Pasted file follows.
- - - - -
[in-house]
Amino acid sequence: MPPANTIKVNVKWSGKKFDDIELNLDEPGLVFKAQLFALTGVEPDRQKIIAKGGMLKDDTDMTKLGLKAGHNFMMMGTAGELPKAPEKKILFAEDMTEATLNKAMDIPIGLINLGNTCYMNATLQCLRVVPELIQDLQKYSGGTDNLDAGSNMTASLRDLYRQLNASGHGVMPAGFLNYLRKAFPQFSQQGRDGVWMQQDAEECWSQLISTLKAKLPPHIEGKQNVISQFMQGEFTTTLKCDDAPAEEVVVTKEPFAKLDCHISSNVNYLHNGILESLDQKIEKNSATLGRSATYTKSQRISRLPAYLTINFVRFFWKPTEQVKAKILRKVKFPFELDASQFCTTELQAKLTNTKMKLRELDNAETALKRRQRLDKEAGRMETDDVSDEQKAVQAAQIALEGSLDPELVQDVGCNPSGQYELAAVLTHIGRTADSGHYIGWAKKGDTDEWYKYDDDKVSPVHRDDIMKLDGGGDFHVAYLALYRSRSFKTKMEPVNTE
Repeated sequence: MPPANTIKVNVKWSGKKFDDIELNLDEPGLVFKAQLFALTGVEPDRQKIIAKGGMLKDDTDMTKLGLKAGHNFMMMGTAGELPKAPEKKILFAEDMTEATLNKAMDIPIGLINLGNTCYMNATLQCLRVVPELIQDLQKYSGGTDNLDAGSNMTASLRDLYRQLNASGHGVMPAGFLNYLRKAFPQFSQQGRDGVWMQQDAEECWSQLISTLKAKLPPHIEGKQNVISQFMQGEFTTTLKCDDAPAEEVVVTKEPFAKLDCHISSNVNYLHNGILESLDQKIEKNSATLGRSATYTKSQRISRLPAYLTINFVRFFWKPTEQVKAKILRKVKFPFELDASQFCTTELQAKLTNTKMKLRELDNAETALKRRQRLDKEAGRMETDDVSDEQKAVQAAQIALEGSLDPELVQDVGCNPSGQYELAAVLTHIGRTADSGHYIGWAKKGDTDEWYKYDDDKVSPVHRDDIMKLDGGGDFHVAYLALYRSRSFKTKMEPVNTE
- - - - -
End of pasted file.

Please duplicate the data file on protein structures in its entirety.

[in-house]
Amino acid sequence: MPPANTIKVNVKWSGKKFDDIELNLDEPGLVFKAQLFALTGVEPDRQKIIAKGGMLKDDTDMTKLGLKAGHNFMMMGTAGELPKAPEKKILFAEDMTEATLNKAMDIPIGLINLGNTCYMNATLQCLRVVPELIQDLQKYSGGTDNLDAGSNMTASLRDLYRQLNASGHGVMPAGFLNYLRKAFPQFSQQGRDGVWMQQDAEECWSQLISTLKAKLPPHIEGKQNVISQFMQGEFTTTLKCDDAPAEEVVVTKEPFAKLDCHISSNVNYLHNGILESLDQKIEKNSATLGRSATYTKSQRISRLPAYLTINFVRFFWKPTEQVKAKILRKVKFPFELDASQFCTTELQAKLTNTKMKLRELDNAETALKRRQRLDKEAGRMETDDVSDEQKAVQAAQIALEGSLDPELVQDVGCNPSGQYELAAVLTHIGRTADSGHYIGWAKKGDTDEWYKYDDDKVSPVHRDDIMKLDGGGDFHVAYLALYRSRSFKTKMEPVNTE
Repeated sequence: MPPANTIKVNVKWSGKKFDDIELNLDEPGLVFKAQLFALTGVEPDRQKIIAKGGMLKDDTDMTKLGLKAGHNFMMMGTAGELPKAPEKKILFAEDMTEATLNKAMDIPIGLINLGNTCYMNATLQCLRVVPELIQDLQKYSGGTDNLDAGSNMTASLRDLYRQLNASGHGVMPAGFLNYLRKAFPQFSQQGRDGVWMQQDAEECWSQLISTLKAKLPPHIEGKQNVISQFMQGEFTTTLKCDDAPAEEVVVTKEPFAKLDCHISSNVNYLHNGILESLDQKIEKNSATLGRSATYTKSQRISRLPAYLTINFVRFFWKPTEQVKAKILRKVKFPFELDASQFCTTELQAKLTNTKMKLRELDNAETALKRRQRLDKEAGRMETDDVSDEQKAVQAAQIALEGSLDPELVQDVGCNPSGQYELAAVLTHIGRTADSGHYIGWAKKGDTDEWYKYDDDKVSPVHRDDIMKLDGGGDFHVAYLALYRSRSFKTKMEPVNTE